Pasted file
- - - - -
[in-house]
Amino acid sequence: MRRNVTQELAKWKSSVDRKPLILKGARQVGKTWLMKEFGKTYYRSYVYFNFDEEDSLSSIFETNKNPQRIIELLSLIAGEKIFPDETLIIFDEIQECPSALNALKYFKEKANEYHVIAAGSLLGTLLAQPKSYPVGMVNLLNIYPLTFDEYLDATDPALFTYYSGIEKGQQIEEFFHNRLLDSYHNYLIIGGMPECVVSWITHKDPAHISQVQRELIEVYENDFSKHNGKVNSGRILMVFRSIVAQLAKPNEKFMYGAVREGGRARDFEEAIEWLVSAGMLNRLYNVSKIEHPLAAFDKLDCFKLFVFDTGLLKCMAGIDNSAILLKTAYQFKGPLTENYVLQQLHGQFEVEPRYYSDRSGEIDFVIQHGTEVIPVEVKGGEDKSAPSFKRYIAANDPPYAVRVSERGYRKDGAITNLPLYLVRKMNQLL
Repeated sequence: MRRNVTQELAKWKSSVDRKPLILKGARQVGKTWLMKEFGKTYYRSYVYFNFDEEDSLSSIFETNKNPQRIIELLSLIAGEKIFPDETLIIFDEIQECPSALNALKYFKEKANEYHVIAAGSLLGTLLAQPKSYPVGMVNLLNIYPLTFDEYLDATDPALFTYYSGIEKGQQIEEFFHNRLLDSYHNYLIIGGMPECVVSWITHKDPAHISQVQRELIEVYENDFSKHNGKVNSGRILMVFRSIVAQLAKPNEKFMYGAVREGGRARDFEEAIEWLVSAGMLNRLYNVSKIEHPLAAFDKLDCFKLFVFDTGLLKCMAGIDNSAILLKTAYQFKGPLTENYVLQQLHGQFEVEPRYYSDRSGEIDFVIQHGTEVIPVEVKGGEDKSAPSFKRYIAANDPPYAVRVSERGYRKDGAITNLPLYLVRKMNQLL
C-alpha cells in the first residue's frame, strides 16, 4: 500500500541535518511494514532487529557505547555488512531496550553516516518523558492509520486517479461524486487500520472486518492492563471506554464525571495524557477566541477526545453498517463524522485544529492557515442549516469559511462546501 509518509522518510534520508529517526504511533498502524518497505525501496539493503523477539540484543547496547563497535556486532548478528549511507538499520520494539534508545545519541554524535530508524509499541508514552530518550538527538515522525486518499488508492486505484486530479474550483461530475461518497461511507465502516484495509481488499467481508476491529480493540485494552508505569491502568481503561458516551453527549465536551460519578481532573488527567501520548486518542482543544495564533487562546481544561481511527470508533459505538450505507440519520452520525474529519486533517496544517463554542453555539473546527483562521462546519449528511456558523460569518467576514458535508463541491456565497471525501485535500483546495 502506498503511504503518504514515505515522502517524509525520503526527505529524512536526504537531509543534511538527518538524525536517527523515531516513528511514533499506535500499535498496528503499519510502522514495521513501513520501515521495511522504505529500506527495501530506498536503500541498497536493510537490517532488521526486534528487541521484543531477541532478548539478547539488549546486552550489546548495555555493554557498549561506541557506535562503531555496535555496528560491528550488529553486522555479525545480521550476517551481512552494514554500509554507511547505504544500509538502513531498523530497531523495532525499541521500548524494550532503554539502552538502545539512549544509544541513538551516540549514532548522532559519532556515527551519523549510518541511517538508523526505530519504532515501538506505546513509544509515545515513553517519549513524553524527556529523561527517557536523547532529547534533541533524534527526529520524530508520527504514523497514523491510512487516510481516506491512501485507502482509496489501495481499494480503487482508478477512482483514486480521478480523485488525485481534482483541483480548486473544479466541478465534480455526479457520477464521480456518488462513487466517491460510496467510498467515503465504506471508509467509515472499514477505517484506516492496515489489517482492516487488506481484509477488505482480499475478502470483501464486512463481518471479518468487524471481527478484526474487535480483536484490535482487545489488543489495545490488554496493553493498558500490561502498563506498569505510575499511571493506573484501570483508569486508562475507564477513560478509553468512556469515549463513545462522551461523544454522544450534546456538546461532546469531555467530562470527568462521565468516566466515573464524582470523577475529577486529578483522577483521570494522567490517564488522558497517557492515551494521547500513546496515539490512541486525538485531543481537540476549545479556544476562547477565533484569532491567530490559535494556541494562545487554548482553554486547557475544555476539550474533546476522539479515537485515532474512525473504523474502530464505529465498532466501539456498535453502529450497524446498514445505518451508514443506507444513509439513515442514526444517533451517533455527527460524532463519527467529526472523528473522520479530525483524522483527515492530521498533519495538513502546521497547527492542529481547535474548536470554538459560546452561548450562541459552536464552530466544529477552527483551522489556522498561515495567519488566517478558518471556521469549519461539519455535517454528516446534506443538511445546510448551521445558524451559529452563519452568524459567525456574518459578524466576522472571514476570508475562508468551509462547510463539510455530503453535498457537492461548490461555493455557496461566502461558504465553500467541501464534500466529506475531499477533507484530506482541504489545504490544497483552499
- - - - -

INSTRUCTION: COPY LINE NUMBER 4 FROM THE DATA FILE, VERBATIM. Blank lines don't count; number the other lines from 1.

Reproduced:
C-alpha cells in the first residue's frame, strides 16, 4: 500500500541535518511494514532487529557505547555488512531496550553516516518523558492509520486517479461524486487500520472486518492492563471506554464525571495524557477566541477526545453498517463524522485544529492557515442549516469559511462546501 509518509522518510534520508529517526504511533498502524518497505525501496539493503523477539540484543547496547563497535556486532548478528549511507538499520520494539534508545545519541554524535530508524509499541508514552530518550538527538515522525486518499488508492486505484486530479474550483461530475461518497461511507465502516484495509481488499467481508476491529480493540485494552508505569491502568481503561458516551453527549465536551460519578481532573488527567501520548486518542482543544495564533487562546481544561481511527470508533459505538450505507440519520452520525474529519486533517496544517463554542453555539473546527483562521462546519449528511456558523460569518467576514458535508463541491456565497471525501485535500483546495 502506498503511504503518504514515505515522502517524509525520503526527505529524512536526504537531509543534511538527518538524525536517527523515531516513528511514533499506535500499535498496528503499519510502522514495521513501513520501515521495511522504505529500506527495501530506498536503500541498497536493510537490517532488521526486534528487541521484543531477541532478548539478547539488549546486552550489546548495555555493554557498549561506541557506535562503531555496535555496528560491528550488529553486522555479525545480521550476517551481512552494514554500509554507511547505504544500509538502513531498523530497531523495532525499541521500548524494550532503554539502552538502545539512549544509544541513538551516540549514532548522532559519532556515527551519523549510518541511517538508523526505530519504532515501538506505546513509544509515545515513553517519549513524553524527556529523561527517557536523547532529547534533541533524534527526529520524530508520527504514523497514523491510512487516510481516506491512501485507502482509496489501495481499494480503487482508478477512482483514486480521478480523485488525485481534482483541483480548486473544479466541478465534480455526479457520477464521480456518488462513487466517491460510496467510498467515503465504506471508509467509515472499514477505517484506516492496515489489517482492516487488506481484509477488505482480499475478502470483501464486512463481518471479518468487524471481527478484526474487535480483536484490535482487545489488543489495545490488554496493553493498558500490561502498563506498569505510575499511571493506573484501570483508569486508562475507564477513560478509553468512556469515549463513545462522551461523544454522544450534546456538546461532546469531555467530562470527568462521565468516566466515573464524582470523577475529577486529578483522577483521570494522567490517564488522558497517557492515551494521547500513546496515539490512541486525538485531543481537540476549545479556544476562547477565533484569532491567530490559535494556541494562545487554548482553554486547557475544555476539550474533546476522539479515537485515532474512525473504523474502530464505529465498532466501539456498535453502529450497524446498514445505518451508514443506507444513509439513515442514526444517533451517533455527527460524532463519527467529526472523528473522520479530525483524522483527515492530521498533519495538513502546521497547527492542529481547535474548536470554538459560546452561548450562541459552536464552530466544529477552527483551522489556522498561515495567519488566517478558518471556521469549519461539519455535517454528516446534506443538511445546510448551521445558524451559529452563519452568524459567525456574518459578524466576522472571514476570508475562508468551509462547510463539510455530503453535498457537492461548490461555493455557496461566502461558504465553500467541501464534500466529506475531499477533507484530506482541504489545504490544497483552499